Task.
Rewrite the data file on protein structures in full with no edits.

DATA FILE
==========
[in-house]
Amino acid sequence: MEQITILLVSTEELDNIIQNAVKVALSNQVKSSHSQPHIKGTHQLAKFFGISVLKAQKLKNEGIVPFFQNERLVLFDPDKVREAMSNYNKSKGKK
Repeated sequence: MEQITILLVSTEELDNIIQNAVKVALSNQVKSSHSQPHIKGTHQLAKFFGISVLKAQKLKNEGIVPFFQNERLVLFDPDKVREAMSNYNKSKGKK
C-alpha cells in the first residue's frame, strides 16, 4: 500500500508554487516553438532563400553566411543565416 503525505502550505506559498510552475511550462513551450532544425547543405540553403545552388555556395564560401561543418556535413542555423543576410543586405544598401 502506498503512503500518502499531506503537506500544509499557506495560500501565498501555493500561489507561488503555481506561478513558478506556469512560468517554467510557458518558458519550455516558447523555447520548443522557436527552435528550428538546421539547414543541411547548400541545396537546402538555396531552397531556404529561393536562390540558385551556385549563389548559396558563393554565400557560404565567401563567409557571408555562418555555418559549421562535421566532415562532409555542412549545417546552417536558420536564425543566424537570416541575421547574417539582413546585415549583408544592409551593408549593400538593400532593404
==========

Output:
[in-house]
Amino acid sequence: MEQITILLVSTEELDNIIQNAVKVALSNQVKSSHSQPHIKGTHQLAKFFGISVLKAQKLKNEGIVPFFQNERLVLFDPDKVREAMSNYNKSKGKK
Repeated sequence: MEQITILLVSTEELDNIIQNAVKVALSNQVKSSHSQPHIKGTHQLAKFFGISVLKAQKLKNEGIVPFFQNERLVLFDPDKVREAMSNYNKSKGKK
C-alpha cells in the first residue's frame, strides 16, 4: 500500500508554487516553438532563400553566411543565416 503525505502550505506559498510552475511550462513551450532544425547543405540553403545552388555556395564560401561543418556535413542555423543576410543586405544598401 502506498503512503500518502499531506503537506500544509499557506495560500501565498501555493500561489507561488503555481506561478513558478506556469512560468517554467510557458518558458519550455516558447523555447520548443522557436527552435528550428538546421539547414543541411547548400541545396537546402538555396531552397531556404529561393536562390540558385551556385549563389548559396558563393554565400557560404565567401563567409557571408555562418555555418559549421562535421566532415562532409555542412549545417546552417536558420536564425543566424537570416541575421547574417539582413546585415549583408544592409551593408549593400538593400532593404